9. A plain look at the documents and file notings produced by the revenue in the digital form on 02.04.2018, it is discernable that the reasons which it claims were to be recorded on 28.05.2007 do not seem to have been so recorded on that date, i.e. 28.05.2007, but were recorded subsequently, much later. This is evident from the ensuing The “reasons to believe” state, inter alia, as under:
“The return was processed u/s 143(1) of the Act on 31.03.2006. Subsequently. Refunds of Rs. 91,41,462/- and of Rs. 3,26,480/- were issued to the assessee after passing the orders under Section 154 of the Income Tax Act.”
10. The refund of `91,41,462/- and ` 3,26,4801- were issued on 3 1.05.2007 and 6.11.2007 and an order under Section 154 of the Act dated 22.08.2007 (page 199/644 of original digital record) was passed. This order undeniably was been made after 28.05.2007. A copy of the order passed under Section 154 of the Act on 22.08.2007 is at page 644 of original record (also at page 199). Furthermore, in terms of the order passed on 22.08.2007, a refund of ` 94,67.942/- was been computed (by that order which includes a refund of `91 ,41 ,4621/-. This refund cheque was apparently sent to the assessee/petitioner on 08.06.2007; and a cheque of ` 3,26,480/- was sent on 08.11.2007. Thus the total amount was ` 94,67,9421-, as referred to in the order under section 154 of the Act and is dated 22.08.2007. The petitioner/assessee has produced photocopies of cheques dated 31.05.2007 and 06.11.2007.
11. These circumstances, in the opinion of the court, show that the reasons had been recorded only after 22.08.2007 and not before. The inescapable inference from the records made available is that but the “reasons to believe” had not been recorded on 28.05.2007 i.e. prior to the issue of notice under Section 148 of the Act but were recorded Therefore, this court is of the opinion that the official record lends credence- rather proves the petitioner’s allegations that no reasons were recorded prior to the issue of the notice on 28.05.2007. The AO should have recorded some reasons to justify such reassessment notice, before it was issued, given that it is a mandatory requirement under section 148(2) of the Act.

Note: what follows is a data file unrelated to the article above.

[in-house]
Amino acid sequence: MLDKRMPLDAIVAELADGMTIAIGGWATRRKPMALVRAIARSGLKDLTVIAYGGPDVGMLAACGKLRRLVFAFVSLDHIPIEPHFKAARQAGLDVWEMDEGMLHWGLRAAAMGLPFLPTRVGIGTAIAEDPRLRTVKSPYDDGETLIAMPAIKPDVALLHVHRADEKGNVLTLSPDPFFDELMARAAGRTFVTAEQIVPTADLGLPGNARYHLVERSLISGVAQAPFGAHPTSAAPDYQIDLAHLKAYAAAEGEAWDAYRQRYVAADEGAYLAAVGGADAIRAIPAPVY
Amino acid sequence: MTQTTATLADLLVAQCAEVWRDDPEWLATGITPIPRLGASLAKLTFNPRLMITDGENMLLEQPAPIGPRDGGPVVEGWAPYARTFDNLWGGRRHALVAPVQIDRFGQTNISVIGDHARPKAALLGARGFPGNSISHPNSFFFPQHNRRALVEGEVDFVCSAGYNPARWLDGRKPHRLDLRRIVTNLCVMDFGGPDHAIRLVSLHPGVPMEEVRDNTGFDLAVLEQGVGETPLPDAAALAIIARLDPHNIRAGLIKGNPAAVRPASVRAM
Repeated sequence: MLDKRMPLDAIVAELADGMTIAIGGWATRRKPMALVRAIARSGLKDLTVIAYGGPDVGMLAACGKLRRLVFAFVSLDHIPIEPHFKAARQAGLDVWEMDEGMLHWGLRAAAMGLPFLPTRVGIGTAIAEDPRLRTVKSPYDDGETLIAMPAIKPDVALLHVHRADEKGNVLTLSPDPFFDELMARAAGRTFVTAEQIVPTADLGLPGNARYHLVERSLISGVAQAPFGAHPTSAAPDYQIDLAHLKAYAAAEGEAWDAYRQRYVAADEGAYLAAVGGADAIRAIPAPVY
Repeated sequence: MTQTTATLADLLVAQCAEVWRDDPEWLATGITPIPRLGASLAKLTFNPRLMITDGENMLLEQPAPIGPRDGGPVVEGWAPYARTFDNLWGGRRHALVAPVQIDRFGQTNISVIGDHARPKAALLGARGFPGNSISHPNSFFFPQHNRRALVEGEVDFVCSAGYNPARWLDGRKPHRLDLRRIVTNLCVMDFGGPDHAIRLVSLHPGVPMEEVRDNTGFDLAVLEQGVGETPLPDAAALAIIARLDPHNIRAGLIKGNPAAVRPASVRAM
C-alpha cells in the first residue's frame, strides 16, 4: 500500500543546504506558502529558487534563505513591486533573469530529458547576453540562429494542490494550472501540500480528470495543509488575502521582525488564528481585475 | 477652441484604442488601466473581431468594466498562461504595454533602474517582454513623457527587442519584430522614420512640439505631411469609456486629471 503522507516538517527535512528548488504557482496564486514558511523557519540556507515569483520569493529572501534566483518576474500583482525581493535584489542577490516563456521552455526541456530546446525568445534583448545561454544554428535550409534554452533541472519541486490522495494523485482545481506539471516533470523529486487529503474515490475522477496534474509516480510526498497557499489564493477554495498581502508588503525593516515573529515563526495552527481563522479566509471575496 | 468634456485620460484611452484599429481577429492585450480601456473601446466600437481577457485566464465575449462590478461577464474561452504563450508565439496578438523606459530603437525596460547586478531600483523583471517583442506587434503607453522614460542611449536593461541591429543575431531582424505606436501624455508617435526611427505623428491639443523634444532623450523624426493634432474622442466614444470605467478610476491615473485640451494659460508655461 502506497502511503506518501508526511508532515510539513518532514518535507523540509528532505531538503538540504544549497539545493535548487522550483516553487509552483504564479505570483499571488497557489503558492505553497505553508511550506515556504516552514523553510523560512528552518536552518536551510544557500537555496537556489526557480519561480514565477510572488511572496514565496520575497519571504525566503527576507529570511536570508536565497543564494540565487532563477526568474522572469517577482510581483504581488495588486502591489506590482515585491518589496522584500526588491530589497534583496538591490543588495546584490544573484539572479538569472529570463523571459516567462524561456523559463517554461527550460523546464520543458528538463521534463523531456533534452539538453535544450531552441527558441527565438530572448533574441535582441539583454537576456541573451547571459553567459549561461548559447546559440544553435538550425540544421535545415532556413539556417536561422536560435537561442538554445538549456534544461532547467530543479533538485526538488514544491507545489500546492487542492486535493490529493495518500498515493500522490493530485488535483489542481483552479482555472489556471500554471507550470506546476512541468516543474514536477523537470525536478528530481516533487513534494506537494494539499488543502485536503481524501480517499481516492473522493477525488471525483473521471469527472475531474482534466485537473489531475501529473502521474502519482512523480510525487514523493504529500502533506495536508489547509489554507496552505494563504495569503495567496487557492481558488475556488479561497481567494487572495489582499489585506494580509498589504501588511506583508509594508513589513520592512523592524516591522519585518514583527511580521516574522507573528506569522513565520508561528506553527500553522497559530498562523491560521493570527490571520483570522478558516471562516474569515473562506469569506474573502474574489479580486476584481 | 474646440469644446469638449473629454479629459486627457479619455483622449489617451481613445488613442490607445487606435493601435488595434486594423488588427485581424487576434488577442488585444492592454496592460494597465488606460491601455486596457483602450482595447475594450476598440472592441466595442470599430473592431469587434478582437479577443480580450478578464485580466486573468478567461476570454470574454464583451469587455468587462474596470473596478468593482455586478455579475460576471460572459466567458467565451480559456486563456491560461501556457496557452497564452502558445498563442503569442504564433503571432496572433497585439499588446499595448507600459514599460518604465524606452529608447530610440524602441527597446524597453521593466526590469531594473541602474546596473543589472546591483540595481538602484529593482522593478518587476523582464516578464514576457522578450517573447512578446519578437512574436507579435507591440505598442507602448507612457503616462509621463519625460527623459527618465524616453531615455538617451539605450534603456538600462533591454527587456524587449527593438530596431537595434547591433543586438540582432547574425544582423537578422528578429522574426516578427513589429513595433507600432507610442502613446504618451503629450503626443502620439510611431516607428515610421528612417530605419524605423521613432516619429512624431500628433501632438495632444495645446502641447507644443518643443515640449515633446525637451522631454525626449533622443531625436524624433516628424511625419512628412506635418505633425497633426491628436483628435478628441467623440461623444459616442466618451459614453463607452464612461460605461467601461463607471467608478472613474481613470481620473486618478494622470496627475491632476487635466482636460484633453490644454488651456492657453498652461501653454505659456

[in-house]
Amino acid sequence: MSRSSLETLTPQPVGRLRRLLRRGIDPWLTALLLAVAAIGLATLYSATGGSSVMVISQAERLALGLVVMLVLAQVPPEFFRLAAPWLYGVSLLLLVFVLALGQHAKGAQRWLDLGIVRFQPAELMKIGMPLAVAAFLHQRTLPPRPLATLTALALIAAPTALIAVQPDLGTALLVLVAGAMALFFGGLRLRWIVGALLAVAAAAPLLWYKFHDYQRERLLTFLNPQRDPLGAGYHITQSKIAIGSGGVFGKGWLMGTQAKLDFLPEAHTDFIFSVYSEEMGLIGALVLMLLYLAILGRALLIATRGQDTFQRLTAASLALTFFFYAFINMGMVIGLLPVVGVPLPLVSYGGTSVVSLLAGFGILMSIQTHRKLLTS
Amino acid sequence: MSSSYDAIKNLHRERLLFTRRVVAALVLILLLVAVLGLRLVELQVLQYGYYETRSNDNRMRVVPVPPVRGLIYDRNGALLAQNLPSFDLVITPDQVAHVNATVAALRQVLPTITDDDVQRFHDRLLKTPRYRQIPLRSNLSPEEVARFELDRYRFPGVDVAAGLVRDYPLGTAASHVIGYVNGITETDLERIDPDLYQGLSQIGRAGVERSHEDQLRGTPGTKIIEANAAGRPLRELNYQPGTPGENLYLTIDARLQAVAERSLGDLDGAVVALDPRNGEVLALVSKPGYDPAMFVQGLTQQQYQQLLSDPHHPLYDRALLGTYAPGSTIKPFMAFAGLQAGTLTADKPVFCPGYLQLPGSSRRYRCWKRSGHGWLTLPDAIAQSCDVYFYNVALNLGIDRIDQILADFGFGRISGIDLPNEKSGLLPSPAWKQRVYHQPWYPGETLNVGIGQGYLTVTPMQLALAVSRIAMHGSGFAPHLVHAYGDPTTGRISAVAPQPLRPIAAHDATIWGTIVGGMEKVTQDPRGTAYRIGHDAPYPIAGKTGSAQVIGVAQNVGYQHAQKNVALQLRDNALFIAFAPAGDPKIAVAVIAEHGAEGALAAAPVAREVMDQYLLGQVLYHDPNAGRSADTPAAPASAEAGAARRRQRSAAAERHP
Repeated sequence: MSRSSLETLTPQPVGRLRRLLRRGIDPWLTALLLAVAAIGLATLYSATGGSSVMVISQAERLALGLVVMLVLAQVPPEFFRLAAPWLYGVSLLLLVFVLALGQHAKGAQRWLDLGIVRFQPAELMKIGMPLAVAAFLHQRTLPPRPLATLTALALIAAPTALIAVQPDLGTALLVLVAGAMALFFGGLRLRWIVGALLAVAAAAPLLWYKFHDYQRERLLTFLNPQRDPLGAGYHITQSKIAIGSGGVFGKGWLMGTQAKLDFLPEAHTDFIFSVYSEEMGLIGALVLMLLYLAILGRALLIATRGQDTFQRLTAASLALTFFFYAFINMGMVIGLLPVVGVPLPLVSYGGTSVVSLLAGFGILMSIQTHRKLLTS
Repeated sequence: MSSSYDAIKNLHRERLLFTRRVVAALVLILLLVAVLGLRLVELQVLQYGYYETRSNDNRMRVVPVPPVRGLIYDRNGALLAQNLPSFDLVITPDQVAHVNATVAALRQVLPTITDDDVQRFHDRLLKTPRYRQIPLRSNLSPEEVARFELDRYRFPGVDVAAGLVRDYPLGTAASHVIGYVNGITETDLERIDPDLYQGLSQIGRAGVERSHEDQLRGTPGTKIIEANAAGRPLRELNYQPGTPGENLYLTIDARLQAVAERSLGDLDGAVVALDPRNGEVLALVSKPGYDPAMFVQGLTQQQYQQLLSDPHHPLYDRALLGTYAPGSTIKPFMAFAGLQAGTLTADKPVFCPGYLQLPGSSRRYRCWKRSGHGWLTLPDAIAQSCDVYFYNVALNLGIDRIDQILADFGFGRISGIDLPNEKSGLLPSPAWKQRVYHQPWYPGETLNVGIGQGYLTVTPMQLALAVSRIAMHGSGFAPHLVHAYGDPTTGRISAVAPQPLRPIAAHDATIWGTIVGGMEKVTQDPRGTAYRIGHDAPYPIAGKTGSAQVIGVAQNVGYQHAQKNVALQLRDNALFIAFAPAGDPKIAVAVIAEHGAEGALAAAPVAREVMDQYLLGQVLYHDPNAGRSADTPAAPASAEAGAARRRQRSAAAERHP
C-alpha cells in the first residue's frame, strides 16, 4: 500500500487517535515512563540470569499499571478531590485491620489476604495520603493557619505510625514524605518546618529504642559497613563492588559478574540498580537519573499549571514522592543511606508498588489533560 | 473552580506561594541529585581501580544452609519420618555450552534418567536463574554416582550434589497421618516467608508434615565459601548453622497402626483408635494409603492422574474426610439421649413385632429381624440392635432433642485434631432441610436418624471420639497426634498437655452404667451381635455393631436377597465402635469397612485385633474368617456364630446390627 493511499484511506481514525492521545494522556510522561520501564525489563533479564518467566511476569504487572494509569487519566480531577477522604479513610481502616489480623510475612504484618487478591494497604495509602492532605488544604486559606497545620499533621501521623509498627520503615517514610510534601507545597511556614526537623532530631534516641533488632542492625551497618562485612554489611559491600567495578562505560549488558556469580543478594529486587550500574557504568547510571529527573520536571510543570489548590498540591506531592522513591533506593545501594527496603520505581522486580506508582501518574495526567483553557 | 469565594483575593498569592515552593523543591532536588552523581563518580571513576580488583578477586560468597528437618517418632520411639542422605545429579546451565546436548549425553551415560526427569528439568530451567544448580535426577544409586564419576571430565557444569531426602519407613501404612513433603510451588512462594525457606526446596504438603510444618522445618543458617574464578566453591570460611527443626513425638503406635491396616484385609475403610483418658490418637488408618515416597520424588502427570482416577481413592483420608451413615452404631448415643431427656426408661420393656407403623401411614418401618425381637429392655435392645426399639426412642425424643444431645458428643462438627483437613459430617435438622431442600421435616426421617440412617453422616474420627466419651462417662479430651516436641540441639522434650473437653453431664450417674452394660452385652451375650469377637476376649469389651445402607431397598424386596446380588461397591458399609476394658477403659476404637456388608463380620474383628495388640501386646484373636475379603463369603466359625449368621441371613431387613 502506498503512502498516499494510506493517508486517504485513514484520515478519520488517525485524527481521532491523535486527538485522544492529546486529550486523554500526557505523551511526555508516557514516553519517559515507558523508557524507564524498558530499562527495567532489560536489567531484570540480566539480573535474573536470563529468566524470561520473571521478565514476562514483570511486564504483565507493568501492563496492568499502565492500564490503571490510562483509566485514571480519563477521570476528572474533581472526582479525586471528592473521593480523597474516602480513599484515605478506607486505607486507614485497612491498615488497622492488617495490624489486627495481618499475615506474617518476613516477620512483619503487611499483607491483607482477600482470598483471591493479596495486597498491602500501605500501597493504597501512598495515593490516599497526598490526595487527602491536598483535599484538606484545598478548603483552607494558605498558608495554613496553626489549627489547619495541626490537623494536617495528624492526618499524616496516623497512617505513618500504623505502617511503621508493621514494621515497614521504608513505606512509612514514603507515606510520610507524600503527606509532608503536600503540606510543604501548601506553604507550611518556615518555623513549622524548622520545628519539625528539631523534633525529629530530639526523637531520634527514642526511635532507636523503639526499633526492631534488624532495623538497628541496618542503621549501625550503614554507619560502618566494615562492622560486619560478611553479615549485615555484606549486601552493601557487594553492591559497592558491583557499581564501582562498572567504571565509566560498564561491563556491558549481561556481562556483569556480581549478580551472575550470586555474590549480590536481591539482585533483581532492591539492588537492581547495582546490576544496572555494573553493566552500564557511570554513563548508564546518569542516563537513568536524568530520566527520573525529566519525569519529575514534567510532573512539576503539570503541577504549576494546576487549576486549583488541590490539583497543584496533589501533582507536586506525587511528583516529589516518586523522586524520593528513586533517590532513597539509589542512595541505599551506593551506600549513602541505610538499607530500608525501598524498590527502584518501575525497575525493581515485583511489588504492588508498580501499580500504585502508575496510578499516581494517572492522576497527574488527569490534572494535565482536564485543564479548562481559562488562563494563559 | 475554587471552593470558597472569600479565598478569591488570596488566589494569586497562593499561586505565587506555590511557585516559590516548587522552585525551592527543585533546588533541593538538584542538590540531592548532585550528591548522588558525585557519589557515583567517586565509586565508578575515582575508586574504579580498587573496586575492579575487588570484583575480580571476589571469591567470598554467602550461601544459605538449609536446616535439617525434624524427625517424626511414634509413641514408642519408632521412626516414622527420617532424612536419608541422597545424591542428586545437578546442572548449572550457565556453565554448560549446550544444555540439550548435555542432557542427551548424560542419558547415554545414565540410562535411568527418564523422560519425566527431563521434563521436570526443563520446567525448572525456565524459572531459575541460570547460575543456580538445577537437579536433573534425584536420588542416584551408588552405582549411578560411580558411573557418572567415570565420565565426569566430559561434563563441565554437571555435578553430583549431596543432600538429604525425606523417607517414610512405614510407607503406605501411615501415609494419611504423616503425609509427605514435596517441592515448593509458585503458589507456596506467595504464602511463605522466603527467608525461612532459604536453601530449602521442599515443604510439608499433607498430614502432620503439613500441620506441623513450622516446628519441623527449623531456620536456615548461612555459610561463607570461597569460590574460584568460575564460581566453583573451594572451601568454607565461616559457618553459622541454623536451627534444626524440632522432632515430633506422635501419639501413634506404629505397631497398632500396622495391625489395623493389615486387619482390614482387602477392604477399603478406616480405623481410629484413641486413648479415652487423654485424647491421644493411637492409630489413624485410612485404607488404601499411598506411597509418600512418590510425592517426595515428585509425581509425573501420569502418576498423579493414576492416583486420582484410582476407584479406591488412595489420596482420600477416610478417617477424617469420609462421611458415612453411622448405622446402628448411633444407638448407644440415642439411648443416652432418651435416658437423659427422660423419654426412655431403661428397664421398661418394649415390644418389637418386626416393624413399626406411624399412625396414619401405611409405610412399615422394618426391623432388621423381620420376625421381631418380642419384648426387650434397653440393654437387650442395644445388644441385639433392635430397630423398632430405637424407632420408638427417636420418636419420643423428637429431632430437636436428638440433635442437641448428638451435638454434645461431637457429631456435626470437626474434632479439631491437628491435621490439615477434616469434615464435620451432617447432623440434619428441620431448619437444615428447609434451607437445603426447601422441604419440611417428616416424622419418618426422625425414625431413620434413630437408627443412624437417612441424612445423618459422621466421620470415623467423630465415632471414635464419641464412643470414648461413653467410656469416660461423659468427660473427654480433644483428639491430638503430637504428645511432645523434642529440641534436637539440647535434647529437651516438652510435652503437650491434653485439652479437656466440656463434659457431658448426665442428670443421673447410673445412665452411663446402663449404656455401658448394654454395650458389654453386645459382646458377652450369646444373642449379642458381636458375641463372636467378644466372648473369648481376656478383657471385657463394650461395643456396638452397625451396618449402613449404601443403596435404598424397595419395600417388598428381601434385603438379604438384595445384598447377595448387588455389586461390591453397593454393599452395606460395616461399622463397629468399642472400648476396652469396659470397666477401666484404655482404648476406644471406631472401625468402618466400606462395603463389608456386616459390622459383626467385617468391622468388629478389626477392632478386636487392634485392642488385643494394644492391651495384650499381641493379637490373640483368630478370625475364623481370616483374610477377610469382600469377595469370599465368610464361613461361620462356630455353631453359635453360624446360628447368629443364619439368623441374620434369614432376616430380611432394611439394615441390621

12. The petitioner also highlights that other similar documents placed in the digital form show that new numbers were assigned to the old page numbers in order to manipulate the placement of the documents. If initial (old) numbers are reckoned, it would be seen that reasons had not been recorded before the issue of the notice on 28.05.2007 and were recorded only after 5 November 2008, when the same were handed over to the petitioner on 11.11.2008 and not before despite repeated request. The petitioner also highlights that the copy of reasons recorded appears at pages 653 – 654 which is in “Aria1 Font” (original pages were 213 -214); whereas the documents of the same date (see Pg. 655 and 657)is in “Times New Roman Font”, which shows “Arial Font” was not available. Also, the asssessee points out that the pages/file notes prior to original page 213 are documents which had been filed by the petitioner before the AO in the course of proceedings initiated by him under section 148 of the Act and these also establish that such reasons had not been recorded prior to the issue of notice, because were they so then immediately after the return of income was filed, such reasons would have been in the file and numbered appropriately. These facts also corroborate the circumstance that the reasons were not recorded as alleged on 28.05.2007.
13. It goes without saying that whilst the “reasons” shown to the court and the petitioner may ipso facto not be faulted, yet the file tells a different story; they were not recorded before the impugned notice was issued. In fact, the revenue played a subterfuge, in trying to cover up its omission, and in ante dating the record, in the attempt to establish that such reasons existed, and this court’s interference was not called for. In these circumstances, this court hereby directs the Chief Commissioner concerned to cause an inquiry to be conducted as to the involvement of the officials or employee in the manipulation of the record in this case, and take strict disciplinary action, according to the concerned rules and regulations. This inquiry should be in regard to the conduct of the concerned AO posted at the time, who issued the notice under Section 147/148 as well as the officers who filed the affidavits in these proceedings. The investigation and consequential action shall be completed within four months.
14. The writ petition is allowed in the above terms; the impugned reassessment notice and all subsequent orders, made pursuant thereto are hereby quashed. The matter shall be listed for the revenue to report its action, to the court, in the form of an Action taken Report, on or before second Tuesday of January, 2019. The matter shall be listed before the court on 15 January, 2019 for considering the said